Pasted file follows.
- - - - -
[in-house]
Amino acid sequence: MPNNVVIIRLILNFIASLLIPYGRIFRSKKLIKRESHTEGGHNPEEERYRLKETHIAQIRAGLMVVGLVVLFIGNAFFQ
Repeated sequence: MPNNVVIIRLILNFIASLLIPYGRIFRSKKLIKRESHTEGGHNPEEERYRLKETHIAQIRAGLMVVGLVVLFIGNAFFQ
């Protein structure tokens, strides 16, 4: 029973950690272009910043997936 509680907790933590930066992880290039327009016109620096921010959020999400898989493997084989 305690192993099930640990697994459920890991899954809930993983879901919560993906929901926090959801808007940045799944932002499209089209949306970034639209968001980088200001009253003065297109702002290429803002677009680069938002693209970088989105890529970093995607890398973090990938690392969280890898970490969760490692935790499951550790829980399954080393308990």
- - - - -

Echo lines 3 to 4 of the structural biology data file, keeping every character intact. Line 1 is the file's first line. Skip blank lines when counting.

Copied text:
Repeated sequence: MPNNVVIIRLILNFIASLLIPYGRIFRSKKLIKRESHTEGGHNPEEERYRLKETHIAQIRAGLMVVGLVVLFIGNAFFQ
């Protein structure tokens, strides 16, 4: 029973950690272009910043997936 509680907790933590930066992880290039327009016109620096921010959020999400898989493997084989 305690192993099930640990697994459920890991899954809930993983879901919560993906929901926090959801808007940045799944932002499209089209949306970034639209968001980088200001009253003065297109702002290429803002677009680069938002693209970088989105890529970093995607890398973090990938690392969280890898970490969760490692935790499951550790829980399954080393308990």